Data Activation: How To Recapture the Magic of Hospitality

Data Activation: How To Recapture the Magic of Hospitality

July 29, 2020

Data Activation: How To Recapture the Magic of Hospitality

July 29, 2020

No two guests are alike. For over thirty odd years as head doorman at Claridge’s London, Roman Proboziack has greeted rockstars and royalty. He makes it a rule to catch the eye of, and smile at, everyone who comes into or leaves the hotel, regardless of who they are. He speaks of his genuine enthusiasm for people, treating every individual he comes into contact with as if they’re a VIP. To Roman, everyone is special.

Claridge's Roman smiling and treating everyone like a VIP

Our most memorable guest experiences are often defined by individuals who go out of their way to help us, who remember what we like, what we’re allergic to, they attend to every detail and anticipate what we want, without us having to say a word. These are the experiences we remember.

The challenge for hotels, is repeating this level of service for every guest, at every opportunity, without exception. Is this even possible?

A peek behind the magic curtain

In reality, as any hotelier will know, fairytale luxury experiences take meticulous planning. At the Claridge’s, for instance, the level of detail that goes into guest preparations is extraordinary, dossiers are compiled on individual guests with every preference accounted for.

Here in Hong Kong, I know of hotels that spend up to three hours prior to the arrival of a VIP guest, just on staff briefings. With suites accounting for less than 10% of total hotel rooms, it’s easy to see how hotels might not be able to replicate this level of attention for every guest.

There’s also the challenge of staff experience and retention — Roman Proboziack are a rarity in the hotel industry today. On average, hotel staff stay in their roles for 8-12 months with some variance depending on seniority and location. Which means that when loyal guests pay a hotel a visit a year from today, they might be greeted by a completely different set of people, and the valuable opportunity to create and maintain a personal relationship is lost.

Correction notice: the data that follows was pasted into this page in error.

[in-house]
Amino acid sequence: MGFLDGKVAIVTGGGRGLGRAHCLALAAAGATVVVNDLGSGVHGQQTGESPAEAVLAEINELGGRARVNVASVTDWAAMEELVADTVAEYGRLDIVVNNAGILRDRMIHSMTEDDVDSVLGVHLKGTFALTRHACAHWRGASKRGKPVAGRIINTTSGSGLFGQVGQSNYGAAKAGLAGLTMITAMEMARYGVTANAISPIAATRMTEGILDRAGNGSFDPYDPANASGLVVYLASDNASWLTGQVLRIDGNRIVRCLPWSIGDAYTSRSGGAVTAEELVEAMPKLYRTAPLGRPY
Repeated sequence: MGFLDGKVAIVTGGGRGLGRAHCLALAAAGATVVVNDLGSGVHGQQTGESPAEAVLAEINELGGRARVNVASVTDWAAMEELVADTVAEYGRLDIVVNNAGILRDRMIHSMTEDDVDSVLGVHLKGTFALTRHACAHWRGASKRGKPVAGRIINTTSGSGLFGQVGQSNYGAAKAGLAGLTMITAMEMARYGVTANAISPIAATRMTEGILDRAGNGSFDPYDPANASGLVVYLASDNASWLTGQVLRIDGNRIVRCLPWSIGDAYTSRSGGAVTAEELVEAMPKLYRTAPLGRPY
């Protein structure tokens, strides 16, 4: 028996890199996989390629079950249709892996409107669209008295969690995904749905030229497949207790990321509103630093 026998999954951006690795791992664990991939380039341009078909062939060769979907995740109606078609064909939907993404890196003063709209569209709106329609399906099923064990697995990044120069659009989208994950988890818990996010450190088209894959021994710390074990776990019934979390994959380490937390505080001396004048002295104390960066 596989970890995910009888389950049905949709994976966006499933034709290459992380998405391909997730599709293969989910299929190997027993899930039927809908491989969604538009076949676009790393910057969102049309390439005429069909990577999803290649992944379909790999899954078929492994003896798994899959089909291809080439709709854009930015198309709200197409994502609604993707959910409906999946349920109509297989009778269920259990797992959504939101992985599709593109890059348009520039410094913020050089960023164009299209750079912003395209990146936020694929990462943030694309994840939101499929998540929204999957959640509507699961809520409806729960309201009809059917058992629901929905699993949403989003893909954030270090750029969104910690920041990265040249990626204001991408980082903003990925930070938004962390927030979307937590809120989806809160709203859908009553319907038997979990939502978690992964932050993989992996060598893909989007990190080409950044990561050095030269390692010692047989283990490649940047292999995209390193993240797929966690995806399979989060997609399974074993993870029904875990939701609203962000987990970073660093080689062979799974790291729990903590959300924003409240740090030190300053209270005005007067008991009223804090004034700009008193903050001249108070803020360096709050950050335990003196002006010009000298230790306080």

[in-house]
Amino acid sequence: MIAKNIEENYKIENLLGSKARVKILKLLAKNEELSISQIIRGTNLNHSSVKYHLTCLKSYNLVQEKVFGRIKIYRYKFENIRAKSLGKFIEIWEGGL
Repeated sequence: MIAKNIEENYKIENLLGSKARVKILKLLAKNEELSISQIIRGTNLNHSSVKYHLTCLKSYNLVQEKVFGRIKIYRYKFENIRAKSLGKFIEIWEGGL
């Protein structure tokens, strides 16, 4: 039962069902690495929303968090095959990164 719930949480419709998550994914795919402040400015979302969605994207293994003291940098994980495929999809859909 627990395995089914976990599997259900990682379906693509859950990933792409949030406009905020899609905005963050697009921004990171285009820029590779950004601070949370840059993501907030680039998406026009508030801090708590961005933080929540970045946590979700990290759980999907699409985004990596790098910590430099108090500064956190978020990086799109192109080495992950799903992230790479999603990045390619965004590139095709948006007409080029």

This isn’t to say hotel staff aren’t doing their very best. I’ve been told of how front office employees spend additional time after their shifts simply reporting and relaying information to next shift. Managing guest information is not their job, their job is to offer an outstanding guest experience, establishing an authentic one-on-one relationship with the people in front of them. Technology must step in — to ease the burden, and help staff operate at peak efficiency.

Staff training and retention are significant costs — technology can help ease the pressure


of front of house staff leave within the first 90 days

33 — 50%

labour costs are a large proportion of hotel operating expense


hotel employees leave due to a stressful work environment

Data, data everywhere — and nothing we’re doing with it

What’s interesting of course, is that hotels do in fact capture data from a host of channels — the property management system (PMS), point of sale (POS), chatbots, customer relationship management (CRM), loyalty programmes, online travel agencies (OTAs), social media sites — terabytes of valuable data brimming with insights, but most hotels are unable to access, activate or monetise this in a timely fashion. A san exapple, in a 300-room hotel, there are up to 2,000 new pieces of information everyday that staff need to input, retrieve and manage.

Most of us have probably had the experience of walking up to a restaurant and waiting while staff pull up our room number and personal information. If we’re regular guests they’ll know our favourite table, our favourite wine, they’ll be able to make personalised recommendations to match our tastes. But if we’re waiting for this at the host’s desk, it’s already too late.

For a truly exceptional experience, data and predictive insights should be accessible to staff before guests approach the restaurant. Technology should anticipate behaviour, and operate invisibly and swiftly — because guests today have come to expect a level of personalisation from their banks, from their online merchants, from their favourite brands and stores, and hotels (especially luxury ones) shouldn’t come up short.

Fixing the gap between data and actionable insights… to meet rising guest expectations